Beth Levine, M.D.
University of Texas Southwestern Medical Center, Dallas, TX

The expert in autophagy who has published a number of papers is Beth Levine.
User avatar
Squeakycat
Family Elder
 
Posts: 410
Joined: Fri Dec 04, 2009 3:00 pm
Location: Yehud, Israel

Re: Fasting

Postby CureOrBust » Mon Jun 03, 2013 12:27 am

I am doing the 5:2 diet; about 4 weeks now. Cant really say it has helped or hindered my MS. However, on the fasting days, I really lack energy if I allow myself to just sit around. I am not OW with a BMI of around 20.2; admittedly after loosing 3 or 4 kilo's in the first few weeks...

I am doing it for general health from the doco.
User avatar
CureOrBust
Family Elder
 
Posts: 2934
Joined: Wed Jul 27, 2005 2:00 pm
Location: Sydney, Australia

Re: Fasting

Postby ffjosh » Tue Jul 09, 2013 4:51 am

I do a slightly different form of fasting.

8 hours of feeding then 16 hours of fast.

So

11:30 AM (lunch time at work) - 7:30pm I eat. I try to keep my macros around 2,000 Cals (on a cut) and a 50 30 20 split between protein, fats and carbs.

So far I have lost more weight then I ever have. Surprising my strength has gone up too!
ffjosh
Newbie
 
Posts: 7
Joined: Mon Sep 19, 2011 8:17 am

Re: Fasting

Postby Stillhaha » Thu May 15, 2014 8:13 am

I am very interested in fasting to relieve my MS. Loren Lockman claims some success in relieving MS with long term water fasts (21-42 days) paired with a low fat raw vegan diet. I want to give it a try.

http://www.youtube.com/watch?v=uzWyiYUu ... ata_player
_________________
dx PPMS 10/2011
Stillhaha
Family Member
 
Posts: 38
Joined: Mon Mar 12, 2012 4:45 pm
Location: The Villages, FL

Re: Fasting

Postby wildguygoche » Sat Jun 07, 2014 11:26 pm

Hey all,

I have done some fasting and thought I'd contribute my experiences. Fasting does some interesting things in the body. The first article speaks about fasting and MS. The second speaks about fasting "resetting" the immune system.

What I have noticed is that I generally feel like crap when I fast for two days. The second day is always the hardest. Much more difficult than day three and four. My understanding is that the misery comes from the fat stores releasing compounds and chemicals that have been stored up. Fat is like the polar ice cap of your body. It stores all kinds of "toxins."

Also, if you have a mainly carb-based diet, it seems that the liver and pancreas are not very "practiced" at secreting glucagon. Glucagon is the opposing chemical to insulin. As I understand, the pancreas secretes glucagon when blood sugar drops below seventy. It signals the fat stores to release glycogen which is then sent to the liver to be converted to glucose so the brain can be fueled. If you are on a carb-based diet, your brain is used to accessing glucose (sugar) directly from your blood with minimal conversions. The body can get sugar nearly directly from any starch without the liver or pancreas.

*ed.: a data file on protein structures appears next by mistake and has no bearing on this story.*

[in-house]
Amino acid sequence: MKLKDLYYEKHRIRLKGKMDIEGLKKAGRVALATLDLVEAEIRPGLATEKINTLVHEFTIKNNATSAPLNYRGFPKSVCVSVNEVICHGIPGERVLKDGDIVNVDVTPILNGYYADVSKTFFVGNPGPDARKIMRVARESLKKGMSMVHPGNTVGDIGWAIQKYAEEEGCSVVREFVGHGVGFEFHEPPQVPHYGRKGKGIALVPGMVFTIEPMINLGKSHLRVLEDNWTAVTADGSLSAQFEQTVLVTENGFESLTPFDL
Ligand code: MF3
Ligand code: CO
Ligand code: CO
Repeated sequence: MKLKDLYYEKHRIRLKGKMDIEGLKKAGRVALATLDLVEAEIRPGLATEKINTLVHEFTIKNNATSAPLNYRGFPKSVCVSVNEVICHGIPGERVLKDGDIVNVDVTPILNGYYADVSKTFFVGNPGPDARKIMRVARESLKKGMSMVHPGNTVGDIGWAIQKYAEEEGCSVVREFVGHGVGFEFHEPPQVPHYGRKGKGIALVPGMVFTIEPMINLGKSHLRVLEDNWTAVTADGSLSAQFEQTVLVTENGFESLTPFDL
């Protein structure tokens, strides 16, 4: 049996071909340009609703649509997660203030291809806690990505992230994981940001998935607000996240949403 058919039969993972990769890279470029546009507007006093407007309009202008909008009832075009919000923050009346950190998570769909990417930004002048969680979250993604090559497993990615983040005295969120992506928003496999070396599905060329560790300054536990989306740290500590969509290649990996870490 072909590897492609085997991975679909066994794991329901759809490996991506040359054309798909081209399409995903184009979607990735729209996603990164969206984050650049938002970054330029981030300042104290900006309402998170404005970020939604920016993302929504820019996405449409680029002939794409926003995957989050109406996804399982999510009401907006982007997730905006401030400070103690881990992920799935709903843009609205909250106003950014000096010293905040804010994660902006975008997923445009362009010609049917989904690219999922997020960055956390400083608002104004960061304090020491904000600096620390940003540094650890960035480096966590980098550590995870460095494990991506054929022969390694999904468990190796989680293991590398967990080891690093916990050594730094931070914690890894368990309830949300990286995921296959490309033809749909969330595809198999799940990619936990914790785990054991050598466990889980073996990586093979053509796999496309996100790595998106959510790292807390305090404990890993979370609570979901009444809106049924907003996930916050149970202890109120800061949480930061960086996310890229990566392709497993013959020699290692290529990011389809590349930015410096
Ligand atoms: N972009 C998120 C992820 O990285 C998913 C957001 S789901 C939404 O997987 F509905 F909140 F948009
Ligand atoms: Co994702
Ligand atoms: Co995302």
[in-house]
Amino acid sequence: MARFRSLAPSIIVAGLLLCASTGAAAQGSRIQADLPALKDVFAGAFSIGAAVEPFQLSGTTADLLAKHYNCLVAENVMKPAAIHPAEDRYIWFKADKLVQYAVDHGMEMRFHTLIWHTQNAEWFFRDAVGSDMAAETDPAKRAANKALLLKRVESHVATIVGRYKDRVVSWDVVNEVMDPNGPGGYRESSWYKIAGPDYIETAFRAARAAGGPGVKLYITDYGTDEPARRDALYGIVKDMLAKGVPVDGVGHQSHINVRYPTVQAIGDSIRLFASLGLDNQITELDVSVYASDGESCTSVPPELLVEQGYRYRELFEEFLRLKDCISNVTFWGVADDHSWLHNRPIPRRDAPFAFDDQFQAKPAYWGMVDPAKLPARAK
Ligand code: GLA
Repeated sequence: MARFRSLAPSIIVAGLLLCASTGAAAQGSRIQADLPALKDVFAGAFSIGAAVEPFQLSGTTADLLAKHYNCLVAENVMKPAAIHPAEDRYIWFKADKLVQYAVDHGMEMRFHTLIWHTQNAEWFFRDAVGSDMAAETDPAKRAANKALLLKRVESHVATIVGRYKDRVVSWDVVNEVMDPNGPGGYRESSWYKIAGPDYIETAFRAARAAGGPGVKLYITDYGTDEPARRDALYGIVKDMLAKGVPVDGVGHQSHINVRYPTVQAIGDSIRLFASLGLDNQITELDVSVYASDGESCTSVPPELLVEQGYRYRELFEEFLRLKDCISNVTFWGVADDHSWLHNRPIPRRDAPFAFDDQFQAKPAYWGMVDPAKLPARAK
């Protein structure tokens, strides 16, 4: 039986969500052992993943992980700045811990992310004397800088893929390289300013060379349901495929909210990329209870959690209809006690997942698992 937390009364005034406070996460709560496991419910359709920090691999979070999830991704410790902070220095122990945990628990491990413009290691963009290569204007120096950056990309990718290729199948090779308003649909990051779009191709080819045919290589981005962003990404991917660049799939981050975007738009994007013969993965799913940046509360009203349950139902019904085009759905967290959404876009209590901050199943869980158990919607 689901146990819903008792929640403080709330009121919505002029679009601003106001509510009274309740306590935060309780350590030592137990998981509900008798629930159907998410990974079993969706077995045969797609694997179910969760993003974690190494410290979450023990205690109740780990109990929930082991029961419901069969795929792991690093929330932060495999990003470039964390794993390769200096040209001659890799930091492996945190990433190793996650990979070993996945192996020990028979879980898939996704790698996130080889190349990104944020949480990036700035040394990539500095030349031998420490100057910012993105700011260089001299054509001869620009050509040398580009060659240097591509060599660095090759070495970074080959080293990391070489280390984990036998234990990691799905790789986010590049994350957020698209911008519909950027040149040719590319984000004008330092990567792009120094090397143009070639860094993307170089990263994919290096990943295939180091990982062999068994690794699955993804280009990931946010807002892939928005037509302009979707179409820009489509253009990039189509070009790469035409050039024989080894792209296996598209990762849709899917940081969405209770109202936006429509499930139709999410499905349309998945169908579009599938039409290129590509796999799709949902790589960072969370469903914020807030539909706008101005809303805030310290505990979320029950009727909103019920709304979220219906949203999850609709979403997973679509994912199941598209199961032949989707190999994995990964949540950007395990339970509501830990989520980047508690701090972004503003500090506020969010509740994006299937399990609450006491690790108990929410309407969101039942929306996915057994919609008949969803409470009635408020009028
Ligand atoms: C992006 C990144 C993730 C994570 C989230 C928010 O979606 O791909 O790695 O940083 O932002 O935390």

All of this means that fasting can be very rough on the brain. Couple that with possible increased cortisol levels, and fasting can be...interesting.

Yet, I feel that for me, fasting is essential to my health. I do a water, probiotic, and digestive enzyme fast for 3-4 days and feel like superman afterward. But I only do it once a year or so.

http://www.webmd.com/multiple-sclerosis ... -starve-ms
http://www.independent.co.uk/news/scien ... 06168.html
wildguygoche
Newbie
 
Posts: 6
Joined: Tue Jun 03, 2014 7:49 am
Location: Portland, OR

Re: Fasting

Postby Kronk » Sun Jun 08, 2014 11:52 am

I read the article below a while back and decided fasting is generally not a good idea with any auto-immune disease as it has been shown to INCREASE lymphocyte proliferation. More white blood cells in your system is a bad thing.

What is interesting is that this study found that manipulating the amounts of unsaturated to saturated fatty acids had a potent inhibitory effect on lymphocyte proliferation. Basically reduction in saturated fat and an increase in unsaturated fat meant less white blood cells.

I am on the Swank diet but I don't restrict my unsaturated fats. I also consume 3,000 to 3,500 calories a day due to my metabolism and gym regimen. I get uncomfortably skinny when I drop below 3,000 a day.

Study with fatty acids and rheumatoid arthritis (an auto-immune disease)
http://rheumatology.oxfordjournals.org/ ... 8.full.pdf
Kronk
Family Elder
 
Posts: 267
Joined: Thu Dec 05, 2013 9:18 pm

Re: Fasting

Postby NHE » Sun Jun 08, 2014 4:30 pm

Fasting raises blood levels of 2-buten-4-olide, an anti-inflammatory sugar which just happens to have the molecular structure of a near perfect Nrf2 activator.

general-discussion-f1/topic17487.html#p174655
User avatar
NHE
Volunteer Moderator
 
Posts: 3418
Joined: Sat Nov 20, 2004 3:00 pm

Re: Fasting

Postby stanlesssteel » Thu Jun 26, 2014 12:05 am

I fast one day a week. It's a complete water fast. I don't eat the whole day and eat breakfast the next day so I wager it's a 36 hours fast.

It does wonders for my health and helps with MS symptoms. There are many studies that state 24-36 hours fast raises HGH levels 800-1000%.

At the very least it's a nice break for the body and digestive system. It's not that hard and you'll feel awesome the next few days after.
stanlesssteel
Newbie
 
Posts: 4
Joined: Thu Jun 26, 2014 12:02 am

Re: Fasting

Postby leonardo » Mon Jul 28, 2014 11:25 am

there are some studies available on fasting and ms (thanks to muslims who have the Ramadan - 30 day fasting)

http://www.biomedcentral.com/1471-2377/14/56

no side effects were found but no "breakthorugh" either
leonardo
Family Member
 
Posts: 62
Joined: Tue Apr 09, 2013 9:56 am


Return to Diet

Who is online

Users browsing this forum: No registered users


Contact us | Terms of Service